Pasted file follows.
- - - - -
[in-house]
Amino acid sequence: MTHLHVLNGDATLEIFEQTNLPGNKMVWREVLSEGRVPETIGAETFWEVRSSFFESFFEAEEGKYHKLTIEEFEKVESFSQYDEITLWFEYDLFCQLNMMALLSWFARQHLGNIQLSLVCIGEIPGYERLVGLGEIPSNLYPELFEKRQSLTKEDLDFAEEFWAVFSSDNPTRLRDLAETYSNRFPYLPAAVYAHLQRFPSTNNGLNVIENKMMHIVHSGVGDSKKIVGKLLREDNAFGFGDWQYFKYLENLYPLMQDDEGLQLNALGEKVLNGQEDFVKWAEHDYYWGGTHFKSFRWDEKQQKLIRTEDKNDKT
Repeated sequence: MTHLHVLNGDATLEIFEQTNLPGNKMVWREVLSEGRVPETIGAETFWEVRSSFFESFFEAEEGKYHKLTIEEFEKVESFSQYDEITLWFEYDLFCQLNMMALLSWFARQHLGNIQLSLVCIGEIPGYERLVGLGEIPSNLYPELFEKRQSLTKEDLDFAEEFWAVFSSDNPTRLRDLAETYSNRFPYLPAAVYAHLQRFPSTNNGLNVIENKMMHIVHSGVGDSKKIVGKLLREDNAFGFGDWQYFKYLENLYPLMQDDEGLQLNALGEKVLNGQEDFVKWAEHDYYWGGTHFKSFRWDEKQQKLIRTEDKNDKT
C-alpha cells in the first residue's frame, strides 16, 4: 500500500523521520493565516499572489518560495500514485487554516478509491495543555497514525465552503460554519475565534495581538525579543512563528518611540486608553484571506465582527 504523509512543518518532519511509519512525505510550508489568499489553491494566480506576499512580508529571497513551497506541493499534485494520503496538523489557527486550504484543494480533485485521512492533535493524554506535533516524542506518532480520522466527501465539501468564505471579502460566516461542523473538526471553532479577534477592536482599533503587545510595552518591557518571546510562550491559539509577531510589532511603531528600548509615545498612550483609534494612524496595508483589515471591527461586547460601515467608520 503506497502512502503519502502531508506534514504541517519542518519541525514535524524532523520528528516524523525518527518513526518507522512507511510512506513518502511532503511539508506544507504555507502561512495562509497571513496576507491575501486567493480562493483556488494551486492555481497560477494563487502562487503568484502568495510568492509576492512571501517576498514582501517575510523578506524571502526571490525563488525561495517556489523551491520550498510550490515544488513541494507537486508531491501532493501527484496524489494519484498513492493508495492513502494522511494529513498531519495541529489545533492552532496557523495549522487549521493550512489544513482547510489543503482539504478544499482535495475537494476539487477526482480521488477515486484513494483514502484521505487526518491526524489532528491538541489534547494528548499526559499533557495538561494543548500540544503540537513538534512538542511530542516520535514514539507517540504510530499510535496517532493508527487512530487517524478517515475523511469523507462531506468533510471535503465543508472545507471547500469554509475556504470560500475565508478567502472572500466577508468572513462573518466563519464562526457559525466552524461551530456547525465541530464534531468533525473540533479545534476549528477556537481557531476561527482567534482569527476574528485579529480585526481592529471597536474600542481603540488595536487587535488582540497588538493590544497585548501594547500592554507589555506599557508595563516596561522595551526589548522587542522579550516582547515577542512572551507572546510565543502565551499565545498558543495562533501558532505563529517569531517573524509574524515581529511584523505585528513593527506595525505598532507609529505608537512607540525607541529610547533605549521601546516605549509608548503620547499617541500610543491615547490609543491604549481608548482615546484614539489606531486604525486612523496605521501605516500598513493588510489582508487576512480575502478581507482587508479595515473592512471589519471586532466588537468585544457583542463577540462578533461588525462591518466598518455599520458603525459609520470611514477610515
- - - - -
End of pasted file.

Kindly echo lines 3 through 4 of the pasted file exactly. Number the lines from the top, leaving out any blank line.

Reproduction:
Repeated sequence: MTHLHVLNGDATLEIFEQTNLPGNKMVWREVLSEGRVPETIGAETFWEVRSSFFESFFEAEEGKYHKLTIEEFEKVESFSQYDEITLWFEYDLFCQLNMMALLSWFARQHLGNIQLSLVCIGEIPGYERLVGLGEIPSNLYPELFEKRQSLTKEDLDFAEEFWAVFSSDNPTRLRDLAETYSNRFPYLPAAVYAHLQRFPSTNNGLNVIENKMMHIVHSGVGDSKKIVGKLLREDNAFGFGDWQYFKYLENLYPLMQDDEGLQLNALGEKVLNGQEDFVKWAEHDYYWGGTHFKSFRWDEKQQKLIRTEDKNDKT
C-alpha cells in the first residue's frame, strides 16, 4: 500500500523521520493565516499572489518560495500514485487554516478509491495543555497514525465552503460554519475565534495581538525579543512563528518611540486608553484571506465582527 504523509512543518518532519511509519512525505510550508489568499489553491494566480506576499512580508529571497513551497506541493499534485494520503496538523489557527486550504484543494480533485485521512492533535493524554506535533516524542506518532480520522466527501465539501468564505471579502460566516461542523473538526471553532479577534477592536482599533503587545510595552518591557518571546510562550491559539509577531510589532511603531528600548509615545498612550483609534494612524496595508483589515471591527461586547460601515467608520 503506497502512502503519502502531508506534514504541517519542518519541525514535524524532523520528528516524523525518527518513526518507522512507511510512506513518502511532503511539508506544507504555507502561512495562509497571513496576507491575501486567493480562493483556488494551486492555481497560477494563487502562487503568484502568495510568492509576492512571501517576498514582501517575510523578506524571502526571490525563488525561495517556489523551491520550498510550490515544488513541494507537486508531491501532493501527484496524489494519484498513492493508495492513502494522511494529513498531519495541529489545533492552532496557523495549522487549521493550512489544513482547510489543503482539504478544499482535495475537494476539487477526482480521488477515486484513494483514502484521505487526518491526524489532528491538541489534547494528548499526559499533557495538561494543548500540544503540537513538534512538542511530542516520535514514539507517540504510530499510535496517532493508527487512530487517524478517515475523511469523507462531506468533510471535503465543508472545507471547500469554509475556504470560500475565508478567502472572500466577508468572513462573518466563519464562526457559525466552524461551530456547525465541530464534531468533525473540533479545534476549528477556537481557531476561527482567534482569527476574528485579529480585526481592529471597536474600542481603540488595536487587535488582540497588538493590544497585548501594547500592554507589555506599557508595563516596561522595551526589548522587542522579550516582547515577542512572551507572546510565543502565551499565545498558543495562533501558532505563529517569531517573524509574524515581529511584523505585528513593527506595525505598532507609529505608537512607540525607541529610547533605549521601546516605549509608548503620547499617541500610543491615547490609543491604549481608548482615546484614539489606531486604525486612523496605521501605516500598513493588510489582508487576512480575502478581507482587508479595515473592512471589519471586532466588537468585544457583542463577540462578533461588525462591518466598518455599520458603525459609520470611514477610515